Tag: pollution

Making Tracks: Teresa Spezio

In the “Making Tracks” series, RCC fellows and alumni present their experiences in environmental humanities, retracing the paths that led them to the Rachel Carson Center. For more information, please click here. by Teresa Spezio As a child, I had first-hand experience with air and…

Hazardous Cruises: Welcome to Toxic Paradise

by Jonas Stuck The summer is over, but the holiday season hasn’t stopped. Going on vacation is how many people calm down from a hectic work life and enjoy a good time. Cruise ships offer this experience all year round in the most naturally…

Worldview: Doce River Disaster

“The Bitterness of the Doce River—One Year Later” By Lise Sedrez It was way worse than I thought. Over the last three days, with a group of colleagues, I looked at the Rio Doce and asked myself how we could have done this to…

Snapshot: Beach Litter in a Sustainable Exhibition

By Katrin Kleemann A few weeks ago, “Snapshot: Zero Waste?” featured an exhibition exploring global waste production. Today’s feature looks at what happens to that waste. As part of its Planet Oceans Initiative, the National Maritime Museum in Greenwich hosts one of London’s first sustainable galleries: the…

Bookshelf: Jens Kersten on Inwastement—Abfall in Umwelt und Gesellschaft

The Inwastement volume arose from the research cluster “Waste and Society” of the RCC together with LMU’s Center for Advanced Studies. Published in German by Transcript, the issue includes contributions from: Soraya Heuss-Aßbichler, Claudia R. Binder, Eveline Dürr, Gisela Grupe, Rüdiger Haum, Michael Jedelhauser, Jens Kersten, Roman…

Interview: Lise Sedrez on the Samarco Tailings Dam Spill, Minas Gerais, Brazil (Part Two)

The mine tailing dam break in Bento Rodrigues, Mariana, Minas Gerais, Brazil, on 5 November 2015 has been described by the Brazilian government as the country’s worst environmental catastrophe. Robert Emmett and Claire Lagier sat down with Brazilian environmental historian Lise Sedrez at the RCC…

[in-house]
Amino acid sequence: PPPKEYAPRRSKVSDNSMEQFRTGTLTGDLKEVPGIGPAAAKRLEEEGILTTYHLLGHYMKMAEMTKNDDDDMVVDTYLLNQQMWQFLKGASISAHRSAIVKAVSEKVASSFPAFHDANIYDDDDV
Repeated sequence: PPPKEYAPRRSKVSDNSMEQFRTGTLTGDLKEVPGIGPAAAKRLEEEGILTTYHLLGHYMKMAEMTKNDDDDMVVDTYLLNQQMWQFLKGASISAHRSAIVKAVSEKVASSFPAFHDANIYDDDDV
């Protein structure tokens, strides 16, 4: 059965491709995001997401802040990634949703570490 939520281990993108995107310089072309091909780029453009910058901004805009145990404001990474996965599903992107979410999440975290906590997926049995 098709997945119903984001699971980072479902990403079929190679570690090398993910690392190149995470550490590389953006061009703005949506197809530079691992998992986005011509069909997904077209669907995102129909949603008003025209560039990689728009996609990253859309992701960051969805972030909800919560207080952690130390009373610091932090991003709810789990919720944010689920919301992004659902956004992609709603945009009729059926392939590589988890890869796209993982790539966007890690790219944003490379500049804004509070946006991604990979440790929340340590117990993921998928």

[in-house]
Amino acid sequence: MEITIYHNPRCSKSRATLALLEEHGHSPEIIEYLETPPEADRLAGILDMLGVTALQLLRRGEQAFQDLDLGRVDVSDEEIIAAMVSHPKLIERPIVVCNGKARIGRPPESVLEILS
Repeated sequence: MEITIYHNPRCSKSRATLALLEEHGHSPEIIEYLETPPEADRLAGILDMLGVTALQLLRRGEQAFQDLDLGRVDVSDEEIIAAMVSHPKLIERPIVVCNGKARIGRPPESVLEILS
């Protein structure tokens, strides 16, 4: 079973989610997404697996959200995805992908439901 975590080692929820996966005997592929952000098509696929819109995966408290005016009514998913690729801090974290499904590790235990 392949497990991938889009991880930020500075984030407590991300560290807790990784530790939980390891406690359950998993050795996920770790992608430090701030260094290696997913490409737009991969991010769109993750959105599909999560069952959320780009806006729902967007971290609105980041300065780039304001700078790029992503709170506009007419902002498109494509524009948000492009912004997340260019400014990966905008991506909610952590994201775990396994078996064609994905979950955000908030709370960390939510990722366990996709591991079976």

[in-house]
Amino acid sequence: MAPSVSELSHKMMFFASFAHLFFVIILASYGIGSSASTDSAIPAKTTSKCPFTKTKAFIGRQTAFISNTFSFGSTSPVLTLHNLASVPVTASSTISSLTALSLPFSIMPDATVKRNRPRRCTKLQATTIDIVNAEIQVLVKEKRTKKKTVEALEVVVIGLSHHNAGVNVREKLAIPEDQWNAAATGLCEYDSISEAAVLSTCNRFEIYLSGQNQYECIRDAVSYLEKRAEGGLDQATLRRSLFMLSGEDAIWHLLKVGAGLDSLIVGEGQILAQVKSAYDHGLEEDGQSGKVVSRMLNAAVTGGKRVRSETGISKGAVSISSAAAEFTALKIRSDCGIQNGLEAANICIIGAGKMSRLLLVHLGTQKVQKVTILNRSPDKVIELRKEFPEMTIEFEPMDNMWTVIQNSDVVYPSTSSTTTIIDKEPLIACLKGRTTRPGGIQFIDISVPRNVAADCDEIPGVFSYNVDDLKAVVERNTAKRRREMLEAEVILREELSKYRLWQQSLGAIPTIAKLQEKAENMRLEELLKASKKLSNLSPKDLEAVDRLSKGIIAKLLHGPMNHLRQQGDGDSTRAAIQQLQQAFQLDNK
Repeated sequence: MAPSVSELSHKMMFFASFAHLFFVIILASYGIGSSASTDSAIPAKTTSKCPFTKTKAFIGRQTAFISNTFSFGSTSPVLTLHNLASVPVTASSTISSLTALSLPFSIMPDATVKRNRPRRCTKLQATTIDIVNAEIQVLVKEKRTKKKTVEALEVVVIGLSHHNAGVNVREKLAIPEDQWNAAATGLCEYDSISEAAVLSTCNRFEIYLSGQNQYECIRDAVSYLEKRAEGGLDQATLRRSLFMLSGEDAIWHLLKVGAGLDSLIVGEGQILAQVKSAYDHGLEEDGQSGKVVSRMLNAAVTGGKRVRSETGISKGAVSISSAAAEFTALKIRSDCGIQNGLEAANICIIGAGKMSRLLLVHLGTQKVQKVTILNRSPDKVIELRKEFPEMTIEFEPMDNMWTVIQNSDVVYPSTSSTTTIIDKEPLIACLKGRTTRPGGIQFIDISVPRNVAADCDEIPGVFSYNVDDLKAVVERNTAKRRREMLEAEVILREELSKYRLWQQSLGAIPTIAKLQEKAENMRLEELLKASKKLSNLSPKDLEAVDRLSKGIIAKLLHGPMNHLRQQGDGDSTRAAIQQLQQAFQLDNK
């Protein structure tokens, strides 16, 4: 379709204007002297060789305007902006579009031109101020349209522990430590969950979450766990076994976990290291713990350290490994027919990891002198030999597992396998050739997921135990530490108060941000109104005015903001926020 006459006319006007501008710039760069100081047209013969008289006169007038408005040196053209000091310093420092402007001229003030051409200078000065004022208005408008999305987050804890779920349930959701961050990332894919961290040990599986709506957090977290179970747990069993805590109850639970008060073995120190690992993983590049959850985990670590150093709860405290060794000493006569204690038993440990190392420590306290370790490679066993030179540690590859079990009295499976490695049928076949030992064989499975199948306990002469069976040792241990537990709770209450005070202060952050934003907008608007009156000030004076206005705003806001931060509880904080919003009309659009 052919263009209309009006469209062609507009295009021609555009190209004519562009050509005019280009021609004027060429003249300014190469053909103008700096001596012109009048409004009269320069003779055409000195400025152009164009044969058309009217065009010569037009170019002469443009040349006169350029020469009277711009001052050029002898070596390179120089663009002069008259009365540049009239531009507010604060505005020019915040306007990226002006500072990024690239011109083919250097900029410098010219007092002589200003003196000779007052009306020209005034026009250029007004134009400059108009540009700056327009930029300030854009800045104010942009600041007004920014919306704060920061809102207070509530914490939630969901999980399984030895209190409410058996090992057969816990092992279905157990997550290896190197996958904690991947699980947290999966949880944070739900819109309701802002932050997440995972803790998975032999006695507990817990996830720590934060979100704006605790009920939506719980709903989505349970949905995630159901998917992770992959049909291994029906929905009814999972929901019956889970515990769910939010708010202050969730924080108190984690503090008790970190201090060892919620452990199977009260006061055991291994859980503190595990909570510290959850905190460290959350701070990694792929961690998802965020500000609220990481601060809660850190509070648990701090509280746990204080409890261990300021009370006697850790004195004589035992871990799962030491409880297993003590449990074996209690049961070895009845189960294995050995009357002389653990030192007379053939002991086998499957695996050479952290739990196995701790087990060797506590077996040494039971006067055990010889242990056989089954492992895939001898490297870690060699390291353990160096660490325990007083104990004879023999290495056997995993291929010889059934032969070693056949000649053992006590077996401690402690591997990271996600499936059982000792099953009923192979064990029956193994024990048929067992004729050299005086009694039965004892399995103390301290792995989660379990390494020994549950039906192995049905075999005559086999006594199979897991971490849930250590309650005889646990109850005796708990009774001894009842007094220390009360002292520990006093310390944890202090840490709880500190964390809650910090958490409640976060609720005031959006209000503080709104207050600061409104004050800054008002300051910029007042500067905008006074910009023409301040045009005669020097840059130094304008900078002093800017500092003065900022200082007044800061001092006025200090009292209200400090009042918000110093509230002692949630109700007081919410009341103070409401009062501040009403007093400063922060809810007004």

Worldview: Antarctica

by Ingo Heidbrink Antarctica is the only continent with a permanent population of zero, and it has a strong international regulation system governing human activities from research to tourism. One might question whether an environmental history of Antarctica, beyond natural history, could therefore even…

Photo of the Week: Anna Rühl

With over 250 days of sunshine a year, Mongolians call their country the Land of the Blue Sky. Except sometimes it’s not. On a winter’s day in the capital city of Ulaanbaatar—home to approximately half of the country’s population of three million—air pollution can…

Photo of the Week: Annka Liepold

Kuta Beach, Bali, during “Trash Season.” On top of the regular daily trash left behind at the beaches, this is a phenomenon that occurs annually between the end of December and the end of February. Because of strong winds, plastic discarded in the ocean…

Film Review: Plastic Planet

Post by Ellen Arnold How much plastic do you think is in your life? Probably more than you realize. Werner Boote’s documentary film Plastic Planet explores the rapid expansion of plastics production and consumption since the 1950s, bringing both a global dimension and personal,…

All Environmental Politics is Local: What Today’s Climate Activists Can Learn From Yesterday’s Antipollution Movement

Post by Christopher Sellers As we approach the forty-third Earth Day, American climate activism has finally gotten feisty. Hopes have arisen that its sway can approach that of the antipollution movement of the 1960s, out of which the first Earth Day sprang. A recent…

Living with Zombie Mines

Post by John Sandlos and Arn Keeling Mention the words “zombie mine” and you risk conjuring images of grotesque undead figures lurking in dark abandoned tunnels, more the stuff of movie or video game fantasies than anything to do with mining in the real…